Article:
How to Help a Child With ADHD Master the Art of Homework

A strong and consistent afternoon routine encourages academic success at home and in the classroom.


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Q: My 9-year-son was recently diagnosed with ADHD, and he really struggles at home to complete his homework. How can I help him?

A: According to the American Psychiatric Association, in 2011, approximately 11 percent of children ages 4 to 17 years old (6.4 million) had been diagnosed with attention deficit/hyperactivity disorder (ADHD). Rates of ADHD have increased an average of 3 percent from 1997 to 2006 and an average of 5 percent per year from 2003 to 2011. The average age that a child is diagnosed is 7 years old, meaning many children are diagnosed earlier.

ADHD affects children, adolescents and adults. It is characterized by problems with attention, impulsivity and hyperactivity. Research finds that people who have been diagnosed with ADHD have more difficulty in school, at work and in social situations than those without the disorder. Some people with ADHD (especially children) are more likely to experience a range of additional behaviors, making social and school situations more challenging. These co-existing conditions include:

  • Anxiety
  • Learning disabilities
  • Conduct disorders (fighting, oppositional defiance)
  • Depression
  • Bed-wetting
  • Sleep disorders
  • Tourette’s syndrome

As a parent, you are your child’s advocate, and it is vital that you communicate his or her needs to teachers and staff. It is equally as important to listen to teachers and staff with an ear toward behaviors you can work on at home.

Many students with ADHD are distracted and often miss vital information in the classroom making homework and testing difficult. Helping children who are easily distracted starts at home with a plan that is consistently followed every day.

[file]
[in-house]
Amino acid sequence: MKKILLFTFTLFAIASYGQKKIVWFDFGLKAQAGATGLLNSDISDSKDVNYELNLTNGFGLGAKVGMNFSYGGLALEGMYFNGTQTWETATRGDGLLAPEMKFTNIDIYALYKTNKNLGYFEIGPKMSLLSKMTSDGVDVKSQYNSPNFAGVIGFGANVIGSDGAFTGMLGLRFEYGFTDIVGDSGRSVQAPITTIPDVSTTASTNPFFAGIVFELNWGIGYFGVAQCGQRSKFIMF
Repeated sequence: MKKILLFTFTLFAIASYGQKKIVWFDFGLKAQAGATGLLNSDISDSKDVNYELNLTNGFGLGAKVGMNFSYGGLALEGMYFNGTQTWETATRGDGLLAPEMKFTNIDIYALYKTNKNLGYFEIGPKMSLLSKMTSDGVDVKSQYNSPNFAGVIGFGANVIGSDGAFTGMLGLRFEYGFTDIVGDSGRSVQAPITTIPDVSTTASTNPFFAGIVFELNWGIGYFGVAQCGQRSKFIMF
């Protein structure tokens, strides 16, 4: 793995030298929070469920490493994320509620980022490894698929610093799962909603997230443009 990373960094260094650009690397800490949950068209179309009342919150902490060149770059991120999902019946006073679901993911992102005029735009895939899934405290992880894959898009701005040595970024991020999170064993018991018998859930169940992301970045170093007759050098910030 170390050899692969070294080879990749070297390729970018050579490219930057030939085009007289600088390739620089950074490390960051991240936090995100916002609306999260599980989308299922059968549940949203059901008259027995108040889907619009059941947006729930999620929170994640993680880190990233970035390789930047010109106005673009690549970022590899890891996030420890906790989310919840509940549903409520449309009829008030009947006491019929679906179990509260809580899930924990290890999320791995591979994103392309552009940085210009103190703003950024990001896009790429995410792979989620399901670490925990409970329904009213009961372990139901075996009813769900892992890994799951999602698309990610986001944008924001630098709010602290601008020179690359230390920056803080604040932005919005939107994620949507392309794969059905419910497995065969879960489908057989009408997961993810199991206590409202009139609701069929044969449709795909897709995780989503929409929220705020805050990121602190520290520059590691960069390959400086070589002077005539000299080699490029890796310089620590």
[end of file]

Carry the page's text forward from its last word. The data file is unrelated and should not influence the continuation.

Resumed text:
Children need a set homework plan and a designated homework area. The kitchen table or family room (without TV or games) can make an ideal space. Plan for 20- to 30-minute work windows with short breaks allowing the child to get excess energy out and stay focused. Depending on the type of homework, parents can make it fun by reading together or acting out homework problems.

Involve your child and make learning fun. For example, ask him or her what might happen next in the story. This encourages problem solving, comprehension and engagement with literature. Some parents make homework a game by using memory cards, dice or dominoes for math problems. Others incorporate a rewards system for finishing an assignment or earning good grades.

Organization is one of the most important keys to success with homework. Create a homework folder and send it to teachers every day with questions or concerns that can be addressed at home. Color-coordinate the folders depending on the subject and use the folder to organize loose papers. Remember that a strong and consistent afternoon routine encourages academic success at home and in the classroom.

Understanding your child’s needs and struggles in the classroom helps you make small tweaks at home that can lead to better behavior and improved grades. School creates multiple challenges for kids with ADHD, but patience, persistence, love and a plan can help your child thrive during homework time.


Hannah Coble is a licensed clinical social worker at The Moses H. Cone Memorial Hospital with a background in behavioral health and outpatient therapy. Send questions for Is My Kid OK to sherri.mcmillen@mosescone.com.

 

 

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